The New York Giants' free-agent efforts so far have been focused entirely on defense. But they do have needs on the offensive side of the ball, and they're not ignoring them. They're hosting free-agent offensive tackle Russell Okung for a visit Friday. Okung also plans to visit the Lions.
So you have questions, obviously. Some of the most common include whether Okung is healthy, what the Giants' chances are of signing him and where he'd play if they did. To answer these, it's important to understand the difference between the first day of free agency and the third.
On the first day of free agency, Wednesday, the Giants shelled out three monster contracts to three players they really wanted at all costs -- Janoris Jenkins, Damon Harrison and Olivier Vernon. That was the big-splash day, and from the Giants' standpoint it went quite well.
By the third day of free agency, things are a bit more mellow. Rather than hyper-aggressively pursuing top-of-the-market targets, teams are sitting back and looking at different ways to solve their problems. A player of Okung's pedigree and accomplishment is interesting and worth taking a look at. The Giants want to know the status of his shoulder injury, what he's like to negotiate with (because he's not using an agent) and what kind of role he'd be willing to play for them. They could get answers Friday that convince them Okung is a player they have to have, and then they could get aggressive in trying to sign him. Or they could come out of the meeting with a more lukewarm feeling and tell him they'll be in touch.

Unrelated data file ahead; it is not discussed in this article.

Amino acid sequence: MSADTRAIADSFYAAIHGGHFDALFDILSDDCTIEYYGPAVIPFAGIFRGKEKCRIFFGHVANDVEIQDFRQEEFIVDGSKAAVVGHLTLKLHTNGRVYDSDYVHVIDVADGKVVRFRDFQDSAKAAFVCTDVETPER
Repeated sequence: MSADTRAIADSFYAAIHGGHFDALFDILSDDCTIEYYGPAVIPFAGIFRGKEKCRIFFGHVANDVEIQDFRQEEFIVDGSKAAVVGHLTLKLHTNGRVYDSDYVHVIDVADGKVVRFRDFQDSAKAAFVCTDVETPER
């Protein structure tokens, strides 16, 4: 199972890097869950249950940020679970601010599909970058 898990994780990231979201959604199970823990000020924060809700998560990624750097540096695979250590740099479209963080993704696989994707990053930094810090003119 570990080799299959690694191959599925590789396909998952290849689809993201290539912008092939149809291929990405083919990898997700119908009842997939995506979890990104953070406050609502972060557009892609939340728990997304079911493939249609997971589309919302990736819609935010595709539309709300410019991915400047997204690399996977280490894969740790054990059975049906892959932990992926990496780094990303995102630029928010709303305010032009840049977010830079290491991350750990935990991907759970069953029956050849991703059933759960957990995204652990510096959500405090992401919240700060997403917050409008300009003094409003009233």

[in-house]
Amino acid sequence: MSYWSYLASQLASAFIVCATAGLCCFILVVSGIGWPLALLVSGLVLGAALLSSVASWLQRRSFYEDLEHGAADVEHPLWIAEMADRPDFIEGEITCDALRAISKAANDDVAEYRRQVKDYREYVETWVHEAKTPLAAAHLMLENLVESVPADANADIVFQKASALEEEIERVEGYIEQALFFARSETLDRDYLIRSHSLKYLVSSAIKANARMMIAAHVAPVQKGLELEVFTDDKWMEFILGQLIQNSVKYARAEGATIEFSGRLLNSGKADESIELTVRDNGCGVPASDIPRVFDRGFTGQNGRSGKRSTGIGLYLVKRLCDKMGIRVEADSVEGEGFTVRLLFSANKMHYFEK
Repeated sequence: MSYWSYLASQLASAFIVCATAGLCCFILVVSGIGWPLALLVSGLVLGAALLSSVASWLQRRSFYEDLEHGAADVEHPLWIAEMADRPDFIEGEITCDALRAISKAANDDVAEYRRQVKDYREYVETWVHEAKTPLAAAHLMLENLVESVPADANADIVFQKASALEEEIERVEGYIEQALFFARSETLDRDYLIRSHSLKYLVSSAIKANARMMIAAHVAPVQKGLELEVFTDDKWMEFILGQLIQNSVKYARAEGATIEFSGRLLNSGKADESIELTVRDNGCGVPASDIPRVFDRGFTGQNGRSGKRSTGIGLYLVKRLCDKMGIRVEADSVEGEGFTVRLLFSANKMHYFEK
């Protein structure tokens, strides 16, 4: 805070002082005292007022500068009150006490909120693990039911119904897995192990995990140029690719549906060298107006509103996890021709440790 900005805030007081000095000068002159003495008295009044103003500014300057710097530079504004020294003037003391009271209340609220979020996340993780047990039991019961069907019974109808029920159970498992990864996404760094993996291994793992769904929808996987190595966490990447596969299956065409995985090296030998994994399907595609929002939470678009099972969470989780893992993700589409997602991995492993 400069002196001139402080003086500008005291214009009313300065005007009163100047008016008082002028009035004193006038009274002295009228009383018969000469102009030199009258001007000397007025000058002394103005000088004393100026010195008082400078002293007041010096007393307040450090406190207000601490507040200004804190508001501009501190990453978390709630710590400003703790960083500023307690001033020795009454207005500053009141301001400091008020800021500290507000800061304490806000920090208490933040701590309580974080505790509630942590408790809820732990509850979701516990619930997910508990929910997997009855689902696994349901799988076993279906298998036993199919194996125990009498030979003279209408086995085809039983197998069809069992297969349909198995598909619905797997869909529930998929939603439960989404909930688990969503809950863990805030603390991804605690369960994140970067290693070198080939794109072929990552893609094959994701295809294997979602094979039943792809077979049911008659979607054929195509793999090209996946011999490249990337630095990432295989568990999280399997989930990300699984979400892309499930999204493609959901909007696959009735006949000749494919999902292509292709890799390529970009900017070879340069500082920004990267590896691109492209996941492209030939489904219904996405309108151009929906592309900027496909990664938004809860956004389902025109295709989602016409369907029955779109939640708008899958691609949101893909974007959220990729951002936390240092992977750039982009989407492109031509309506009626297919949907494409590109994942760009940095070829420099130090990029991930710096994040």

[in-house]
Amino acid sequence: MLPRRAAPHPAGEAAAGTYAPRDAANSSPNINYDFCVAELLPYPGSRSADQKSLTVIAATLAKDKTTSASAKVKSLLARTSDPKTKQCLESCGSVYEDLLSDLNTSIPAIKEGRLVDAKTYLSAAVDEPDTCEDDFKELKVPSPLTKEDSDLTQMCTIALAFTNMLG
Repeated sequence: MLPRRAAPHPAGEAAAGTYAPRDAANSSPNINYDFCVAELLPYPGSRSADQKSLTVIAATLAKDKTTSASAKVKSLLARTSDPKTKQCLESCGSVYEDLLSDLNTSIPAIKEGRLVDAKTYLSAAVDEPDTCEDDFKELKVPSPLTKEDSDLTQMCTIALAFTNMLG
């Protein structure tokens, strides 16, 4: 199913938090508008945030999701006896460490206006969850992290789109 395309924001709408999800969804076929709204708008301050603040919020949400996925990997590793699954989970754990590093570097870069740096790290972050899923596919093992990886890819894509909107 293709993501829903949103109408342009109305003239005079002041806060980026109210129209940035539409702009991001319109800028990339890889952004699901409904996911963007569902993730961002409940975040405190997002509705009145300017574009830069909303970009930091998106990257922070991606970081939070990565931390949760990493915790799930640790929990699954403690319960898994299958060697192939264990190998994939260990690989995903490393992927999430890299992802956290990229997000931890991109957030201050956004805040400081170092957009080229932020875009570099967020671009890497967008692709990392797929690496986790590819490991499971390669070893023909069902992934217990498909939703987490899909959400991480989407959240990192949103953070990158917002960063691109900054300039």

As to the specifics of how it would work if they did sign him, that's all to be determined. As of now, the Giants consider 2015 first-round pick Ereck Flowers their starting left tackle. He started 15 games there as a rookie, and they wouldn't have used the No. 9 overall pick on him if they didn't see him as a left tackle. So it's possible they could tell Okung he'd have to play right tackle, and it's possible that could convince Okung he doesn't want to sign with the Giants. More likely, if the Giants did sign Okung, they'd tell the players and the public that they'd sort it all out in camp. It wouldn't kill Flowers' development to play a year or two at right tackle while a more experienced and accomplished guy like Okung played on the left and mentored him. And it wouldn't kill the Giants to play an experienced left tackle on the right side, either.
The point of a visit like this is for each side to figure out whether it's right for the other. Okung is a well-known name and a potentially exciting possibility for a team with question marks on its offensive line. But the specifics of whether they can or even should get him and where he'd play if they did... those things aren't necessarily all figured out just yet.